“Becoming angry only strengthens the image we see of Jesus in this gospel by making it wholly consistent with the other texts that speak of his anger. It doesn’t significantly alter the picture we have of Jesus but instead strengthens what Mark says elsewhere.

Bock & Wallace, Dethroning Jesus, p67

Hebrews 2:9

Most manuscripts say Jesus died by the Grace of God, however, 3 from 10th century say he died “apart from God”. Many early church fathers (Origen Theodore, Theodoret of Mopsuestia, Ambrose, Fulgentius & Jerome) seem to affirm this reading, as well as a few later translated manuscripts. How does this affect christian doctrine? Some passages say Christs death was given to us by the grace of God (Romans 5:15; Ephesians 2:5; Galatians 2:2) Others say Jesus died apart from God (Matthew 27:46; Mark 15:34). Strong cases can be made for either reading. Either way, the variant does not affect christian doctrine as both readings are covered elsewhere in the New Testament.

The problemchild texts

There are two passages that are ultimately the cause of the controversy, the one’s everyone’s interested in talking about, and they are the long ending of Mark and the woman caught in adultery in John’s Gospel.

Ending of Mark

All ancient copies of Mark agree on Mark 16:1-8 but it seems strange to end there for modern ears. The later verses were added in the medieval era. Mark’s gospel most emphasises the failure of the disciples and this gospel coming out would’ve been to people who’d known about Jesus’ resurrection. If Mark was written as tradition goes in the 60’s to Christians as persecution was heating up, there would have been those who failed Jesus, those who felt like giving up. They could have taken comfort that even the original closest disciples of Jesus had their moments. Yet Jesus was able to continue using them. 

The later verses added add the resurrection (which is present in the other gospels); the great commission (Matthew); and then a strange ending on healing and exorcisms and…snake handling?! And deadly venoms?! (Not in the other Gospels). The history of the 20th century in the appalachian mountains is rife with small rural KJV only congregations that practice snake handling and venom drinking and all of them sooner or later had fatalities. We should be glad we don’t have to defend such insertions into the text.

Woman caught in adultery John 7:53 – 8:11

It is generally agreed this event probably happened, even liberal sceptical scholars like Bart Ehrman say this is probably something that happened, it aligns with his teaching and adds nothing new. There’s no one in the first century Jewish world that we know of who would have had such a lenient approach to a person caught in such a situation. If Jesus didn’t say this, who on earth would? That’s the question some have tried and failed to answer in the first century context.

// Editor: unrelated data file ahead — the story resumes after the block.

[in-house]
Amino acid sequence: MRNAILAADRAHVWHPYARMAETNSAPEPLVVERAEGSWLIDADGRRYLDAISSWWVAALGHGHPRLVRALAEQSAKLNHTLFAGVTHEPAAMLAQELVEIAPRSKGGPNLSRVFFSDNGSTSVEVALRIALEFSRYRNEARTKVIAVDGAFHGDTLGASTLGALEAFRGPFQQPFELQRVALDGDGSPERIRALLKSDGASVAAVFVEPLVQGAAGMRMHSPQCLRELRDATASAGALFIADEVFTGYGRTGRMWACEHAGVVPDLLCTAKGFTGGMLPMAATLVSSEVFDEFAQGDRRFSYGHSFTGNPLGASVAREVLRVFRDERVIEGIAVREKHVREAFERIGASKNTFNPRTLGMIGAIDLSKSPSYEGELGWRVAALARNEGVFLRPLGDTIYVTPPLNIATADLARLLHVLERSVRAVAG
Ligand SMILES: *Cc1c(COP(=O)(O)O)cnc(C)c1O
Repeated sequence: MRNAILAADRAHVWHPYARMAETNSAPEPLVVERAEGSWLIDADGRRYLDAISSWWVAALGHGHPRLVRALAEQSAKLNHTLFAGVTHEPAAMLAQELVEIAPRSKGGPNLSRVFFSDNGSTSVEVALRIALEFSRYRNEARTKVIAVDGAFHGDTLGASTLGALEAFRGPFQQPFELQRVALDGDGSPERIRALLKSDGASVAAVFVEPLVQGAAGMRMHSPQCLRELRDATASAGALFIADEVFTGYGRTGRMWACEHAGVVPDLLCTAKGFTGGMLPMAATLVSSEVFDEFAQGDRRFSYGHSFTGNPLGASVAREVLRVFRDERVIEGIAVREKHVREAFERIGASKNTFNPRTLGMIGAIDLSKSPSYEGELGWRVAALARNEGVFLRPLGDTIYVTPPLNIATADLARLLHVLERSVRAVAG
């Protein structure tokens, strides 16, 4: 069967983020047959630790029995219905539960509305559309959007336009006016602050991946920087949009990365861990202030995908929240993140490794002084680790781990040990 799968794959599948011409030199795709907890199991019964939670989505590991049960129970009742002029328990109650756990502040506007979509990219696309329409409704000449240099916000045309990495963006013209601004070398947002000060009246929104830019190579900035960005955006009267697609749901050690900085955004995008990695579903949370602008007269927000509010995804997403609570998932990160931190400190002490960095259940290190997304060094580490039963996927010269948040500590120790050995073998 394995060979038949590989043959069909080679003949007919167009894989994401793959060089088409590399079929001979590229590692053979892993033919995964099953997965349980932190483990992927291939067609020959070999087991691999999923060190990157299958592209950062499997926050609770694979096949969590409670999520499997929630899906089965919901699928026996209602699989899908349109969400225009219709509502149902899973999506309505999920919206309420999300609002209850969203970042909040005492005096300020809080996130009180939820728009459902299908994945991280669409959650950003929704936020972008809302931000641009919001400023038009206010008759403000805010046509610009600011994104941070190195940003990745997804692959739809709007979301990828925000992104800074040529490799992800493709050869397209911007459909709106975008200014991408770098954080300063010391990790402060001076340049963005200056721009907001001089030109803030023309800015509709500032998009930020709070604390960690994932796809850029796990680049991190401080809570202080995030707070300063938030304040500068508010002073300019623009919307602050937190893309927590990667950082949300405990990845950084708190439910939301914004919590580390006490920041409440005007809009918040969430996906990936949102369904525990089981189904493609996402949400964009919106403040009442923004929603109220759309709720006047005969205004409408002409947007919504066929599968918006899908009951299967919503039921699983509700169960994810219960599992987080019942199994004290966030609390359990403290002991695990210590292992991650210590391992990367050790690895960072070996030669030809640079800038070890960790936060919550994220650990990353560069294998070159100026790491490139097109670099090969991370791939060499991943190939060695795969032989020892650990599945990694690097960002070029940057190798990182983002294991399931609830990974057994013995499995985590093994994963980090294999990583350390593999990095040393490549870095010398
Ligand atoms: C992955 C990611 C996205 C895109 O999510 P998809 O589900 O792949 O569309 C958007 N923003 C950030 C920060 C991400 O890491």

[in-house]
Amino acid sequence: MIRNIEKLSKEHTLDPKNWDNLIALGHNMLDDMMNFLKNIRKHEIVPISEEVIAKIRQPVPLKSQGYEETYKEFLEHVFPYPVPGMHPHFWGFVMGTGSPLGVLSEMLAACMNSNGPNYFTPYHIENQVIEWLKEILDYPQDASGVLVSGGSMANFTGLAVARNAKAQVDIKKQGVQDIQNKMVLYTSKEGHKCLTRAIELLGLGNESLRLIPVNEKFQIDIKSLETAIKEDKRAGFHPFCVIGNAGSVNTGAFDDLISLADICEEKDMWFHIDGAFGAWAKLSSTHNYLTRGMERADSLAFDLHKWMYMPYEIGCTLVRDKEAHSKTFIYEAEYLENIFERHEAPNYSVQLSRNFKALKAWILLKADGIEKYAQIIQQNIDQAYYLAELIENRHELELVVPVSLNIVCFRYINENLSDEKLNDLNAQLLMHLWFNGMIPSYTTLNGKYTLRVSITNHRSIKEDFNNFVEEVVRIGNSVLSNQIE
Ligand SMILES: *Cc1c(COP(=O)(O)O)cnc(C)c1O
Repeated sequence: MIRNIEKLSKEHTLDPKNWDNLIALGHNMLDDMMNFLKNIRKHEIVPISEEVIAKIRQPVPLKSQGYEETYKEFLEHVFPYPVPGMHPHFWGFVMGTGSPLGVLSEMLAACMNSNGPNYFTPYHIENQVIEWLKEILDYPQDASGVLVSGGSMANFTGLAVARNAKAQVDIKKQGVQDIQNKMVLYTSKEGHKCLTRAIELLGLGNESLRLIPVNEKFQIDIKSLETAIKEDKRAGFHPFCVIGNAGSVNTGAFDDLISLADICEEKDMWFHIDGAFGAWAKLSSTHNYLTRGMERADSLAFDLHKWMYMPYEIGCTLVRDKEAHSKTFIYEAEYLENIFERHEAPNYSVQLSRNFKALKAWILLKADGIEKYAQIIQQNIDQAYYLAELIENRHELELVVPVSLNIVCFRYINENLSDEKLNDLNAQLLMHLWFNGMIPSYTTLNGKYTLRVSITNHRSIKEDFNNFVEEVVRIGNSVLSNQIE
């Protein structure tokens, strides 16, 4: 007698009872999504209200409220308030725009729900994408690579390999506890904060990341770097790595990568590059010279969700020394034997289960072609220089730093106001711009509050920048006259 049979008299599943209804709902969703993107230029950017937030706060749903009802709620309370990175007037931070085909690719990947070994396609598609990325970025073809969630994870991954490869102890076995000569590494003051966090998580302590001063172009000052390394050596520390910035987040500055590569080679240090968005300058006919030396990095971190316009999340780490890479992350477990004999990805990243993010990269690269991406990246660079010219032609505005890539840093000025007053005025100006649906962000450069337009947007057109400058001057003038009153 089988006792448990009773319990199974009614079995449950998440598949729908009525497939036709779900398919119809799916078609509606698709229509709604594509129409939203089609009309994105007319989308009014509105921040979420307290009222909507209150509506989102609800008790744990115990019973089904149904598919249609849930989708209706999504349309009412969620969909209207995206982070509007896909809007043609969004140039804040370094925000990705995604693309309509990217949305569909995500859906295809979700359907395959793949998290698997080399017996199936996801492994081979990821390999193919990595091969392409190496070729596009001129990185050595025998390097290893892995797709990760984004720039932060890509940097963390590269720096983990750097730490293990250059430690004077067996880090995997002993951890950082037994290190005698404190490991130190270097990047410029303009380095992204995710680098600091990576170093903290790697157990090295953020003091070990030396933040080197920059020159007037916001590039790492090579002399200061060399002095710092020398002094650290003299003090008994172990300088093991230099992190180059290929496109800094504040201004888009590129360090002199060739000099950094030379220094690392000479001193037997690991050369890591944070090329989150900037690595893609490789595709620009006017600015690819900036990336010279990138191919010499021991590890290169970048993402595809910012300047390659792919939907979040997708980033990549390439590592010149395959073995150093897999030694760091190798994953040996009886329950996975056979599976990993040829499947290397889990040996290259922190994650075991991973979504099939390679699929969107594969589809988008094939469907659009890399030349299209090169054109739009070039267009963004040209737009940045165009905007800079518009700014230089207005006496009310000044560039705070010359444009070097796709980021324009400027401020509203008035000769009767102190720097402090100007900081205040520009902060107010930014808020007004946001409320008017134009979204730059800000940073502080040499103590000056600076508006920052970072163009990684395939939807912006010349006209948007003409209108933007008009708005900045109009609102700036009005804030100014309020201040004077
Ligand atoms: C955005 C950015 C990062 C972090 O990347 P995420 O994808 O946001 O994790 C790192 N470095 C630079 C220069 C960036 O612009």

It’s probably true, but certainly unlikely in the original John’s gospel. It doesn’t appear in all the oldest manuscripts. Sometimes it appears at the end of John or the middle of Luke or the end of Luke. It’s the story of a homeless story looking for a place to exist. Some scribes felt it was too important not to include. So such a text is spotted by textual critics, it stands out and can be moved into the footnotes, or, many Bibles bracket the text with a note saying it’s not in the early manuscripts.

Scholarly take

Craig Evans sees the passage in John doesn’t sound like John and the same can be said for Mark:

“There’s no way that this has slipped under the radar, it’s caught. We go back to our earliest text and the passage in John for example just isn’t there. And scholars note that the language in the passage doesn’t sound much like Johns language. And when we look at the ending of Mark some of the same reservations are registered there too”.

Craig Evans, Fragments of Truth documentary

Would we lack anything if these passages were removed? Daniel Wallace responds:

“If we didn’t have these two passages what would we be lacking? The same things that are taught about Jesus like the story of the woman caught in adultery, that he forgives sin, we see many times in the gospels. If that were the only place we had him forgiving someone’s sins then we’d be in trouble. Mark 2 for example, the paralytic whose dropped down through the roof of Peters house. Jesus tells him his sins are forgiven. So we have those kind of things. We have parallels of the kind of person Jesus was already seen elsewhere. And in Mark 16, the kind of things that Jesus does we see in that passage really are probably pulled largely from the Books of Acts and Luke and Matthew by somebody in the first half of the second century adding that to Mark’s gospel. So there’s really nothing lost in that”.


Daniel B. Wallace, Professor of New Testament Studies, Dallas Theological Seminary